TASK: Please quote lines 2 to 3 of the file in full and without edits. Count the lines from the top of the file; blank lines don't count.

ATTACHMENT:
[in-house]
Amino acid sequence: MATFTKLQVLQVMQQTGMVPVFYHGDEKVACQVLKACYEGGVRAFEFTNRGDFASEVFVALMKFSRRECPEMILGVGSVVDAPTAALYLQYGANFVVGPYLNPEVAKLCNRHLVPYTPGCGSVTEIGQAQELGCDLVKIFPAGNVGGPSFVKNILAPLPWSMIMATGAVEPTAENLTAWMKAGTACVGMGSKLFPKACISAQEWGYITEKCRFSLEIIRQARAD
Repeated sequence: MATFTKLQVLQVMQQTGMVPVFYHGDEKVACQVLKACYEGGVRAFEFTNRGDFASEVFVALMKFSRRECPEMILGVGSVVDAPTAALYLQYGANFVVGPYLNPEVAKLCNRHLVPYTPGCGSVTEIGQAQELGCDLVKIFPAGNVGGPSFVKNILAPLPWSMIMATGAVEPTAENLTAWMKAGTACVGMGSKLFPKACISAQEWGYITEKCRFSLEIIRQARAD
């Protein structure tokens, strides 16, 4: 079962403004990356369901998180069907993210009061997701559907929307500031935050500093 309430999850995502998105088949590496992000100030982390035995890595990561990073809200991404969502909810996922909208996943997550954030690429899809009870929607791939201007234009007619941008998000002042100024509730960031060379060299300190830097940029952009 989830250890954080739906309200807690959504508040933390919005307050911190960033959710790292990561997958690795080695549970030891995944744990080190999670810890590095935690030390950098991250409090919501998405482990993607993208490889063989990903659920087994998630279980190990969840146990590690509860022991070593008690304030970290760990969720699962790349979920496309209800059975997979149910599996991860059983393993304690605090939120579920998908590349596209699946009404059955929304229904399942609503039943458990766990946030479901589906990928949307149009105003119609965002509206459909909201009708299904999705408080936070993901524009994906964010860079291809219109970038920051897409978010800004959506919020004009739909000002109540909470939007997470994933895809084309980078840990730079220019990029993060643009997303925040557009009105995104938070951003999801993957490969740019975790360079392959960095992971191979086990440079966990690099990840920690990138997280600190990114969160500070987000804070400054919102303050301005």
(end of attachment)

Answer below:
Amino acid sequence: MATFTKLQVLQVMQQTGMVPVFYHGDEKVACQVLKACYEGGVRAFEFTNRGDFASEVFVALMKFSRRECPEMILGVGSVVDAPTAALYLQYGANFVVGPYLNPEVAKLCNRHLVPYTPGCGSVTEIGQAQELGCDLVKIFPAGNVGGPSFVKNILAPLPWSMIMATGAVEPTAENLTAWMKAGTACVGMGSKLFPKACISAQEWGYITEKCRFSLEIIRQARAD
Repeated sequence: MATFTKLQVLQVMQQTGMVPVFYHGDEKVACQVLKACYEGGVRAFEFTNRGDFASEVFVALMKFSRRECPEMILGVGSVVDAPTAALYLQYGANFVVGPYLNPEVAKLCNRHLVPYTPGCGSVTEIGQAQELGCDLVKIFPAGNVGGPSFVKNILAPLPWSMIMATGAVEPTAENLTAWMKAGTACVGMGSKLFPKACISAQEWGYITEKCRFSLEIIRQARAD